Emmanuel ARÈNE

Family tree of Emmanuel ARÈNE

Author, French Deputy, Senator, Constitutional Council member

FrenchBorn Emmanuel ARÈNE

French politician

Born on January 1, 1856 in Ajaccio, Corse-du-Sud , France

Died on August 15, 1908 in Le Fayet, Haute-Savoie , France

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Emmanuel Arène (1 January 1856 – 14 August 1908) was a French journalist, playwright and republican politician who was deputy for Corsica for many years and senator of Corsica in his last years. He was involved in scandals over maritime mail contracts and the Panama Canal funding. Towards the end of his career he dominated Corsican politics. Arène was also a prolific and successful journalist, wrote short stories and wrote for the theatre.

...   Emmanuel Arène (1 January 1856 – 14 August 1908) was a French journalist, playwright and republican politician who was deputy for Corsica for many years and senator of Corsica in his last years. He was involved in scandals over maritime mail contracts and the Panama Canal funding. Towards the end of his career he dominated Corsican politics. Arène was also a prolific and successful journalist, wrote short stories and wrote for the theatre.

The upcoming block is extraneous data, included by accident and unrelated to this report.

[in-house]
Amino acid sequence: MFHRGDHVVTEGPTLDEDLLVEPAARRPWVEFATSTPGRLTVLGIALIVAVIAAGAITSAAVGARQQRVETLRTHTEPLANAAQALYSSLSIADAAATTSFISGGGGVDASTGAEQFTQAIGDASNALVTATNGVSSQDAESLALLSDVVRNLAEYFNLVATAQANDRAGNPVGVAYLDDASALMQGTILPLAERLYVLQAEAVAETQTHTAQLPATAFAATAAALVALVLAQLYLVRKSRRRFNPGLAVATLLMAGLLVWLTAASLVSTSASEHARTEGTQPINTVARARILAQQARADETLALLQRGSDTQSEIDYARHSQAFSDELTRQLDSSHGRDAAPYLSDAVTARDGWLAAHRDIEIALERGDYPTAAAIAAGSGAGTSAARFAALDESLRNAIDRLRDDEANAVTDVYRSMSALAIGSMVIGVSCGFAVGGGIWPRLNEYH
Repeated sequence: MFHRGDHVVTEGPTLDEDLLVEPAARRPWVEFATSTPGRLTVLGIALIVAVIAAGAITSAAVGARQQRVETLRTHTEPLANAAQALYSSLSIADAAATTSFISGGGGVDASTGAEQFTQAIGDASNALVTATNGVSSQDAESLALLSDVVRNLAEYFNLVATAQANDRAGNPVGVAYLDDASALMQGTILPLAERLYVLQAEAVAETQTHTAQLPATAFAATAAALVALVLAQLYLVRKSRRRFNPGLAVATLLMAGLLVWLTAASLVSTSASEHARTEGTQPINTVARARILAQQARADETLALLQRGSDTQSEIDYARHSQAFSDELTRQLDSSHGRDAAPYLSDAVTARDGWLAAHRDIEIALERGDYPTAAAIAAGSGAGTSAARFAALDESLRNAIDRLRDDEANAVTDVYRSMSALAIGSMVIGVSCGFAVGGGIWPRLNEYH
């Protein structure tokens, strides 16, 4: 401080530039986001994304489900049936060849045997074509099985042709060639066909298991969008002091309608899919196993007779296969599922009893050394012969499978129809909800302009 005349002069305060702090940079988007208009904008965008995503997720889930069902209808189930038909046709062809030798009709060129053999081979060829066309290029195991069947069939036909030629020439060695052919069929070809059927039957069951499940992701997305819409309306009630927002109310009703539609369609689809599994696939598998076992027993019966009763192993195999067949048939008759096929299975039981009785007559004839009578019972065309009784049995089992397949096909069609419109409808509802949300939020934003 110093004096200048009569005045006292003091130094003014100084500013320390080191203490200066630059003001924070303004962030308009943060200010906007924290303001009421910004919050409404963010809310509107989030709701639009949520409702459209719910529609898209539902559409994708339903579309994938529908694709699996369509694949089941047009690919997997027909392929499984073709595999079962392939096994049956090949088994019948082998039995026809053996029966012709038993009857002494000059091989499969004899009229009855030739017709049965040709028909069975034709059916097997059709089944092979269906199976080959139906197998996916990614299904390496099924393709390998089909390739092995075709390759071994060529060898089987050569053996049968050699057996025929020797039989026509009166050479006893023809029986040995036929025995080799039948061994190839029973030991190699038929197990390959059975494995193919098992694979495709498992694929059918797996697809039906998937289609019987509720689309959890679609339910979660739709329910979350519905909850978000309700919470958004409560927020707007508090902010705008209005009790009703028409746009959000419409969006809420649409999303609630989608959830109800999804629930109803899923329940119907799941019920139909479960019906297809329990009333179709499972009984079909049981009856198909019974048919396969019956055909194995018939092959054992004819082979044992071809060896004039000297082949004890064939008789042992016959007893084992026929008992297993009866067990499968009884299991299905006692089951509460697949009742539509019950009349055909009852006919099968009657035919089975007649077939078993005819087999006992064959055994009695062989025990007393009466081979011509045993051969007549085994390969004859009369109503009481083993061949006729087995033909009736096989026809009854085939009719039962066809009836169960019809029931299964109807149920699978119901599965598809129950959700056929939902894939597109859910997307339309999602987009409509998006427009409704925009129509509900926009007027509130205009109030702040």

Background
After the fall of the Emperor Napoleon III in 1870 the island of Corsica was a Bonapartist stronghold for the next ten years.
New political players from the middle-classes appeared from 1880 onward, mostly foreign to the idea of dynasties.
Instead they based their legitimacy on their education, professional success and ability to get things done by pulling together political, administrative and business networks.
Arène emerged as one of the most prominent of these new men, leader of the island's Republicans by 1885 and the dominant political power in Corsica at the time of his death in 1908.


Early years
Emmanuel Arène was born in Ajaccio, Corsica, on 1 January 1856.